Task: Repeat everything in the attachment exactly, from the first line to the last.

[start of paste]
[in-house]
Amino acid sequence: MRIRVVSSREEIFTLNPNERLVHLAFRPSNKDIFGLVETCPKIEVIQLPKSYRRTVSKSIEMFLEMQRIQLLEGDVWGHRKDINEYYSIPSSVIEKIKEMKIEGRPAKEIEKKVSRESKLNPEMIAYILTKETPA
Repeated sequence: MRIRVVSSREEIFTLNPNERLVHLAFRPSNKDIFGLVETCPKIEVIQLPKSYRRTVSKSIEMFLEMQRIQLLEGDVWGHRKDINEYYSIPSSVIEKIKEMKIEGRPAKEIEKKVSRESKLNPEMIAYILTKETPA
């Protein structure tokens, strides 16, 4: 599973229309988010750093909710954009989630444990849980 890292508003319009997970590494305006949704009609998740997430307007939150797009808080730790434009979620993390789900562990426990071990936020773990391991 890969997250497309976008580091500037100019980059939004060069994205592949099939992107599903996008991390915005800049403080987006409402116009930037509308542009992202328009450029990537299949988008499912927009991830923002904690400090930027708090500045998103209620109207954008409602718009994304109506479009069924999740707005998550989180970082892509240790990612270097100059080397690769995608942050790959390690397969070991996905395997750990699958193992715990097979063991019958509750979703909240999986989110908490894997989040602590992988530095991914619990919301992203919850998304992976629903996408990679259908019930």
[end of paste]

[in-house]
Amino acid sequence: MRIRVVSSREEIFTLNPNERLVHLAFRPSNKDIFGLVETCPKIEVIQLPKSYRRTVSKSIEMFLEMQRIQLLEGDVWGHRKDINEYYSIPSSVIEKIKEMKIEGRPAKEIEKKVSRESKLNPEMIAYILTKETPA
Repeated sequence: MRIRVVSSREEIFTLNPNERLVHLAFRPSNKDIFGLVETCPKIEVIQLPKSYRRTVSKSIEMFLEMQRIQLLEGDVWGHRKDINEYYSIPSSVIEKIKEMKIEGRPAKEIEKKVSRESKLNPEMIAYILTKETPA
């Protein structure tokens, strides 16, 4: 599973229309988010750093909710954009989630444990849980 890292508003319009997970590494305006949704009609998740997430307007939150797009808080730790434009979620993390789900562990426990071990936020773990391991 890969997250497309976008580091500037100019980059939004060069994205592949099939992107599903996008991390915005800049403080987006409402116009930037509308542009992202328009450029990537299949988008499912927009991830923002904690400090930027708090500045998103209620109207954008409602718009994304109506479009069924999740707005998550989180970082892509240790990612270097100059080397690769995608942050790959390690397969070991996905395997750990699958193992715990097979063991019958509750979703909240999986989110908490894997989040602590992988530095991914619990919301992203919850998304992976629903996408990679259908019930």